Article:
Leiba, B., "Ambiguity of Uppercase vs Lowercase in RFC 2119 Key Words", BCP 14, RFC 8174, DOI 10.17487/RFC8174, , <https://www.rfc-editor.org/info/rfc8174>.
Stewart, R., Tuexen, M., Loreto, S., and R. Seggelmann, "Stream Schedulers and User Message Interleaving for the Stream Control Transmission Protocol", RFC 8260, DOI 10.17487/RFC8260, , <https://www.rfc-editor.org/info/rfc8260>.
Tuexen, M., Stewart, R., Jesup, R., and S. Loreto, "Datagram Transport Layer Security (DTLS) Encapsulation of SCTP Packets", RFC 8261, DOI 10.17487/RFC8261, , <https://www.rfc-editor.org/info/rfc8261>.
Martinsen, P., Reddy, T., and P. Patil, "Guidelines for Multihomed and IPv4/IPv6 Dual-Stack Interactive Connectivity Establishment (ICE)", BCP 217, RFC 8421, DOI 10.17487/RFC8421, , <https://www.rfc-editor.org/info/rfc8421>.
Keranen, A., Holmberg, C., and J. Rosenberg, "Interactive Connectivity Establishment (ICE): A Protocol for Network Address Translator (NAT) Traversal", RFC 8445, DOI 10.17487/RFC8445, , <https://www.rfc-editor.org/info/rfc8445>.
Rescorla, E., "The Transport Layer Security (TLS) Protocol Version 1.3", RFC 8446, DOI 10.17487/RFC8446, , <https://www.rfc-editor.org/info/rfc8446>.
Reddy, T., Ed., Johnston, A., Ed., Matthews, P., and J. Rosenberg, "Traversal Using Relays around NAT (TURN): Relay Extensions to Session Traversal Utilities for NAT (STUN)", RFC 8656, DOI 10.17487/RFC8656, , <https://www.rfc-editor.org/info/rfc8656>.
Alvestrand, H., "Overview: Real-Time Protocols for Browser-Based Applications", RFC 8825, DOI 10.17487/RFC8825, , <https://www.rfc-editor.org/info/rfc8825>.
Rescorla, E., "Security Considerations for WebRTC", RFC 8826, DOI 10.17487/RFC8826, , <https://www.rfc-editor.org/info/rfc8826>.
Rescorla, E., "WebRTC Security Architecture", RFC 8827, DOI 10.17487/RFC8827, , <https://www.rfc-editor.org/info/rfc8827>.
Jesup, R., Loreto, S., and M. Tüxen, "WebRTC Data Channels", RFC 8831, DOI 10.17487/RFC8831, , <https://www.rfc-editor.org/info/rfc8831>.
Jesup, R., Loreto, S., and M. Tüxen, "WebRTC Data Channel Establishment Protocol", RFC 8832, DOI 10.17487/RFC8832, , <https://www.rfc-editor.org/info/rfc8832>.
Thomson, M., "Application-Layer Protocol Negotiation (ALPN) for WebRTC", RFC 8833, DOI 10.17487/RFC8833, , <https://www.rfc-editor.org/info/rfc8833>.
Perkins, C., Westerlund, M., and J. Ott, "Media Transport and Use of RTP in WebRTC", RFC 8834, DOI 10.17487/RFC8834, , <https://www.rfc-editor.org/info/rfc8834>.
Jesup, R. and Z. Sarker, Ed., "Congestion Control Requirements for Interactive Real-Time Media", RFC 8836, DOI 10.17487/RFC8836, , <https://www.rfc-editor.org/info/rfc8836>.
Jones, P., Dhesikan, S., Jennings, C., and D. Druta, "Differentiated Services Code Point (DSCP) Packet Markings for WebRTC QoS", RFC 8837, DOI 10.17487/RFC8837, , <https://www.rfc-editor.org/info/rfc8837>.
Holmberg, C., Shpount, R., Loreto, S., and G. Camarillo, "Session Description Protocol (SDP) Offer/Answer Procedures for Stream Control Transmission Protocol (SCTP) over Datagram Transport Layer Security (DTLS) Transport", RFC 8841, DOI 10.17487/RFC8841, , <https://www.rfc-editor.org/info/rfc8841>.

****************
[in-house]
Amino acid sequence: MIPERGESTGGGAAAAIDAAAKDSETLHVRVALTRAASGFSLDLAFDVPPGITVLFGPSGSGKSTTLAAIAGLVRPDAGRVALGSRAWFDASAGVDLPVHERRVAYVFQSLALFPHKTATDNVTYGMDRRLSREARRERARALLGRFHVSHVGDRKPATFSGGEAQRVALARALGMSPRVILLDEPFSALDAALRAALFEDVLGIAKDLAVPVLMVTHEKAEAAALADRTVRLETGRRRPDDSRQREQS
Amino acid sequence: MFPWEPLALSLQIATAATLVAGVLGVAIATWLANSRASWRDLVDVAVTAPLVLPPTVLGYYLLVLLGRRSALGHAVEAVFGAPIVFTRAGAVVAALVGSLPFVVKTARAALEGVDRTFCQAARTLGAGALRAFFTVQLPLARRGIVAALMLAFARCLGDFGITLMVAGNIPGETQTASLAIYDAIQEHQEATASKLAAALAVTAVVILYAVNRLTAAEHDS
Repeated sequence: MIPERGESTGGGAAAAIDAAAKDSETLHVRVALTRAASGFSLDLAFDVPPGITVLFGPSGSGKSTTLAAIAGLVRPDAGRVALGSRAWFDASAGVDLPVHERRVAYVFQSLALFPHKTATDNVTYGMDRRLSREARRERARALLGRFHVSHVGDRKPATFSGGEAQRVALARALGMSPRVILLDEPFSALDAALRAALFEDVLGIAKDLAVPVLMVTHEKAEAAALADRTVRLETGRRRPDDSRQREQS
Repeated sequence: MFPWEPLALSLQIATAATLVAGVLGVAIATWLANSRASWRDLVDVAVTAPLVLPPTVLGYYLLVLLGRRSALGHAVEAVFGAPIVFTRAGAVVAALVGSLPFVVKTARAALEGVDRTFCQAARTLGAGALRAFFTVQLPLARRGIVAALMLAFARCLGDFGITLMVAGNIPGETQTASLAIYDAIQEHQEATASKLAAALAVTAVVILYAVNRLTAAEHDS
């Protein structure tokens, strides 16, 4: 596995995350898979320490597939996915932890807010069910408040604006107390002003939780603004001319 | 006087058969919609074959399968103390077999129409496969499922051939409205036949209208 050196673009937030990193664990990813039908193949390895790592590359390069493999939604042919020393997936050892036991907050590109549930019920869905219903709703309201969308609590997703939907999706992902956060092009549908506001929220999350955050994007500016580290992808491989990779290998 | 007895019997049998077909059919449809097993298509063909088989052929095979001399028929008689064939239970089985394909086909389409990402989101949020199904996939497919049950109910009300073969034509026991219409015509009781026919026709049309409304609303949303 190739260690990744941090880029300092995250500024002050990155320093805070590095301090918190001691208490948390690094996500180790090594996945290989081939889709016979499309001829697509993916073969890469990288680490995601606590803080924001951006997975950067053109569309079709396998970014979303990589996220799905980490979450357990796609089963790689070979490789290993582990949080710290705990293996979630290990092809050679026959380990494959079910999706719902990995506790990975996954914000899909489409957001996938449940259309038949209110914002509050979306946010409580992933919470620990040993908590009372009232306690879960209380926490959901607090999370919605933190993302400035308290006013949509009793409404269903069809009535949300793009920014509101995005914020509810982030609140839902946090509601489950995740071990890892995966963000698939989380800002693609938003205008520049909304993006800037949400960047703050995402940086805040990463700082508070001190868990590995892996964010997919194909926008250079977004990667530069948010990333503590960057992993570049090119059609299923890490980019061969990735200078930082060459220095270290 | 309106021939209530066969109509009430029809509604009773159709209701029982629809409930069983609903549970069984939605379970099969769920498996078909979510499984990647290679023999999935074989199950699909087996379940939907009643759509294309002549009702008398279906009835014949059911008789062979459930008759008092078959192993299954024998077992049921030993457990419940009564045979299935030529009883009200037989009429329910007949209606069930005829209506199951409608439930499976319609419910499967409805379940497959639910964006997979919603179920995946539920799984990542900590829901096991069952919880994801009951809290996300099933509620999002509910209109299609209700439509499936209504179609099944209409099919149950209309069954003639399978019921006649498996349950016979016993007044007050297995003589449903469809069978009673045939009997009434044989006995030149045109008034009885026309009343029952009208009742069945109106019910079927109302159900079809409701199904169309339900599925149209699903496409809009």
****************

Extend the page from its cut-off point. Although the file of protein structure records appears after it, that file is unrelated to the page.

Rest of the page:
Holmberg, C. and R. Shpount, "Session Description Protocol (SDP) Offer/Answer Considerations for Datagram Transport Layer Security (DTLS) and Transport Layer Security (TLS)", RFC 8842, DOI 10.17487/RFC8842, , <https://www.rfc-editor.org/info/rfc8842>.

7.2. Informative References

Barik, R., Welzl, M., and A. Elmokashfi, "How to say that you're special: Can we use bits in the IPv4 header?", ANRW '16: Proceedings of the 2016 Applied Networking Research Workshop, pages 68-70, DOI 10.1145/2959424.2959442, , <https://irtf.org/anrw/2016/anrw16-final17.pdf>.
Schwartz, B. and J. Uberti, "Recursively Encapsulated TURN (RETURN) for Connectivity and Privacy in WebRTC", Work in Progress, Internet-Draft, draft-ietf-rtcweb-return-02, , <https://tools.ietf.org/html/draft-ietf-rtcweb-return-02>.
Draves, R., "Default Address Selection for Internet Protocol version 6 (IPv6)", RFC 3484, DOI 10.17487/RFC3484, , <https://www.rfc-editor.org/info/rfc3484>.
Nordmark, E., Chakrabarti, S., and J. Laganier, "IPv6 Socket API for Source Address Selection", RFC 5014, DOI 10.17487/RFC5014, , <https://www.rfc-editor.org/info/rfc5014>.
Srisuresh, P., Ford, B., and D. Kegel, "State of Peer-to-Peer (P2P) Communication across Network Address Translators (NATs)", RFC 5128, DOI 10.17487/RFC5128, , <https://www.rfc-editor.org/info/rfc5128>.
Black, D., Ed. and P. Jones, "Differentiated Services (Diffserv) and Real-Time Communication", RFC 7657, DOI 10.17487/RFC7657, , <https://www.rfc-editor.org/info/rfc7657>.
Patil, P., Reddy, T., and D. Wing, "Traversal Using Relays around NAT (TURN) Server Auto Discovery", RFC 8155, DOI 10.17487/RFC8155, , <https://www.rfc-editor.org/info/rfc8155>.
Islam, S., Welzl, M., and S. Gjessing, "Coupled Congestion Control for RTP Media", RFC 8699, DOI 10.17487/RFC8699, , <https://www.rfc-editor.org/info/rfc8699>.


This document is based on earlier draft versions embedded in [RFC8825], which were the result of contributions from many RTCWEB Working Group members.

Special thanks for reviews of earlier draft versions of this document go to Eduardo Gueiros, Magnus Westerlund, Markus Isomaki, and Dan Wing; the contributions from Andrew Hutton also deserve special mention.

Author's Address

Harald Alvestrand